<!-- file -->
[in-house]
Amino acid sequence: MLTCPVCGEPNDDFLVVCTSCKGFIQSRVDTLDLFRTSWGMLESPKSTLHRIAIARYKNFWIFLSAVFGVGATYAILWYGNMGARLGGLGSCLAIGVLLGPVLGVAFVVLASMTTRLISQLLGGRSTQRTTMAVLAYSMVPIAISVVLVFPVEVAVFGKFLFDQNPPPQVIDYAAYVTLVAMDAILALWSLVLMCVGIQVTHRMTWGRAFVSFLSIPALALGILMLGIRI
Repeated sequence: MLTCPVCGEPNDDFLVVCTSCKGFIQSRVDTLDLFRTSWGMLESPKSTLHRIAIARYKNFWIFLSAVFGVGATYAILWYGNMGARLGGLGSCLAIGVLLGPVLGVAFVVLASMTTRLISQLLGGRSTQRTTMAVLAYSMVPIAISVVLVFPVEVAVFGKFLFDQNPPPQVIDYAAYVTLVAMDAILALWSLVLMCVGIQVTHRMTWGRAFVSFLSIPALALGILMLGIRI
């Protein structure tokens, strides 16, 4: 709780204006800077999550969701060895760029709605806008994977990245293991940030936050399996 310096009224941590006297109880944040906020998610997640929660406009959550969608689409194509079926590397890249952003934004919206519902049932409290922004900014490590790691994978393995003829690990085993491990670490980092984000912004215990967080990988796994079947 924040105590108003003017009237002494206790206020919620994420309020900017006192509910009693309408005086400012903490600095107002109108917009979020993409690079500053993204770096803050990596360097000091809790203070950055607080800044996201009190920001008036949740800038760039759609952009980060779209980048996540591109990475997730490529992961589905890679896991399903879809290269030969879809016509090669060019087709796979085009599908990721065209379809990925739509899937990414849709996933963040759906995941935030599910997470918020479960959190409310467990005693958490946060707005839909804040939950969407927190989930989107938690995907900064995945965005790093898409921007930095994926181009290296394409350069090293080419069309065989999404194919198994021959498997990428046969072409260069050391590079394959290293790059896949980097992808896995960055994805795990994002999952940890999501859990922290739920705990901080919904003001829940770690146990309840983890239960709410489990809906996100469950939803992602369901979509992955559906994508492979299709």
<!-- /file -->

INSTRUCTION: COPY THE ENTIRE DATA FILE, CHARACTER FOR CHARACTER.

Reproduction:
[in-house]
Amino acid sequence: MLTCPVCGEPNDDFLVVCTSCKGFIQSRVDTLDLFRTSWGMLESPKSTLHRIAIARYKNFWIFLSAVFGVGATYAILWYGNMGARLGGLGSCLAIGVLLGPVLGVAFVVLASMTTRLISQLLGGRSTQRTTMAVLAYSMVPIAISVVLVFPVEVAVFGKFLFDQNPPPQVIDYAAYVTLVAMDAILALWSLVLMCVGIQVTHRMTWGRAFVSFLSIPALALGILMLGIRI
Repeated sequence: MLTCPVCGEPNDDFLVVCTSCKGFIQSRVDTLDLFRTSWGMLESPKSTLHRIAIARYKNFWIFLSAVFGVGATYAILWYGNMGARLGGLGSCLAIGVLLGPVLGVAFVVLASMTTRLISQLLGGRSTQRTTMAVLAYSMVPIAISVVLVFPVEVAVFGKFLFDQNPPPQVIDYAAYVTLVAMDAILALWSLVLMCVGIQVTHRMTWGRAFVSFLSIPALALGILMLGIRI
């Protein structure tokens, strides 16, 4: 709780204006800077999550969701060895760029709605806008994977990245293991940030936050399996 310096009224941590006297109880944040906020998610997640929660406009959550969608689409194509079926590397890249952003934004919206519902049932409290922004900014490590790691994978393995003829690990085993491990670490980092984000912004215990967080990988796994079947 924040105590108003003017009237002494206790206020919620994420309020900017006192509910009693309408005086400012903490600095107002109108917009979020993409690079500053993204770096803050990596360097000091809790203070950055607080800044996201009190920001008036949740800038760039759609952009980060779209980048996540591109990475997730490529992961589905890679896991399903879809290269030969879809016509090669060019087709796979085009599908990721065209379809990925739509899937990414849709996933963040759906995941935030599910997470918020479960959190409310467990005693958490946060707005839909804040939950969407927190989930989107938690995907900064995945965005790093898409921007930095994926181009290296394409350069090293080419069309065989999404194919198994021959498997990428046969072409260069050391590079394959290293790059896949980097992808896995960055994805795990994002999952940890999501859990922290739920705990901080919904003001829940770690146990309840983890239960709410489990809906996100469950939803992602369901979509992955559906994508492979299709």